Plot your data I
Plot the temperature versus total energy
added to the system (which you can call \(Q\)). To do this, you will
need to integrate the power. Discuss this curve and any interesting
features you notice on it.

Plot your data II
Plot the heat capacity versus
temperature. This will be a bit trickier. You can find the heat
capacity from the previous plot by looking at the slope.
\begin{align}
C_p &= \left(\frac{\partial Q}{\partial T}\right)_p
\end{align}
This is what is called the heat capacity, which is the amount
of energy needed to change the temperature by a given amount. The
\(p\) subscript means that your measurement was made at constant
pressure. This heat capacity is actually the total heat capacity of
everything you put in the calorimeter, which includes the resistor
and thermometer.

Specific heat From your plot of \(C_p(T)\), work out the
heat capacity per unit mass of water. You may assume the effect of
the resistor and thermometer are negligible. How does your answer
compare with the prediction of the Dulong-Petit law?

Latent heat of fusion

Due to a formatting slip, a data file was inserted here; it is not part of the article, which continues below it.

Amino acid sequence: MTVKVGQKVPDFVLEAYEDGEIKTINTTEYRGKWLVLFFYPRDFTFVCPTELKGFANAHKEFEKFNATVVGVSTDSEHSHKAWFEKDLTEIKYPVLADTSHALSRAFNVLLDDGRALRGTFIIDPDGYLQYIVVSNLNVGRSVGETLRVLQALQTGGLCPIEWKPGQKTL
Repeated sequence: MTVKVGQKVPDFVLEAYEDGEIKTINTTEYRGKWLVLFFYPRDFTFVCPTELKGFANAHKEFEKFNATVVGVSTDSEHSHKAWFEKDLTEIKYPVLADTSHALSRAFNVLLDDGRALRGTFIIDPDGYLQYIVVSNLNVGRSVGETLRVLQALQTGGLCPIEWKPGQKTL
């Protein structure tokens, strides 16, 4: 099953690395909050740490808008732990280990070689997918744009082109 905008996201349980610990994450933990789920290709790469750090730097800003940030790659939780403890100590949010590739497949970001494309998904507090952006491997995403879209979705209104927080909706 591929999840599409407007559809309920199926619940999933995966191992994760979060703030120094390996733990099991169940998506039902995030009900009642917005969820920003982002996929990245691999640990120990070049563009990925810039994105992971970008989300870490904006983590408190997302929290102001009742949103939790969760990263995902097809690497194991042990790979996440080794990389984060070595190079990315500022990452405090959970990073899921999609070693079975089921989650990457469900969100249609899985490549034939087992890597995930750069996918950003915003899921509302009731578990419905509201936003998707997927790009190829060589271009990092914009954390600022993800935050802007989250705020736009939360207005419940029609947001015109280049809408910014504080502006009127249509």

What did the temperature do while the ice was melting? How much
energy was required to melt the ice in your calorimeter? How much
energy was required per unit mass? per molecule?

Entropy of fusion The change in entropy is easy to measure for a
reversible isothermal process (such as the slow melting of ice),
it is just
\begin{align}
\Delta S &= \frac{Q}{T}
\end{align}
where \(Q\) is the energy thermally added to the system and \(T\) is
the temperature in Kelvin. What is was change in the entropy of
the ice you melted? What was the change in entropy per
molecule? What was the change in entropy per molecule divided
by Boltzmann's constant?

Entropy for a temperature change Choose two temperatures
that your water reached (after the ice melted), and find the change
in the entropy of your water. This change is given by
\begin{align}
\Delta S &= \int \frac{{\mathit{\unicode{273}}} Q}{T} \\
&= \int_{t_i}^{t_f} \frac{P(t)}{T(t)}dt
\end{align}
where \(P(t)\) is the heater power as a function of time and \(T(t)\) is
the temperature, also as a function of time.